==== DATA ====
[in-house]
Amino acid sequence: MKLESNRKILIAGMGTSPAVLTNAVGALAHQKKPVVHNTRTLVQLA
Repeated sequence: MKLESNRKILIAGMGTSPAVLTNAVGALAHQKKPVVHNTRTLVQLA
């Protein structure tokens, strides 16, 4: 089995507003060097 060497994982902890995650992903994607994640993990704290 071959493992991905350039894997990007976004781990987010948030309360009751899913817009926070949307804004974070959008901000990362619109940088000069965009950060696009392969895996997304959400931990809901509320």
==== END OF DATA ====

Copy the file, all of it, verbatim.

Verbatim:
[in-house]
Amino acid sequence: MKLESNRKILIAGMGTSPAVLTNAVGALAHQKKPVVHNTRTLVQLA
Repeated sequence: MKLESNRKILIAGMGTSPAVLTNAVGALAHQKKPVVHNTRTLVQLA
């Protein structure tokens, strides 16, 4: 089995507003060097 060497994982902890995650992903994607994640993990704290 071959493992991905350039894997990007976004781990987010948030309360009751899913817009926070949307804004974070959008901000990362619109940088000069965009950060696009392969895996997304959400931990809901509320």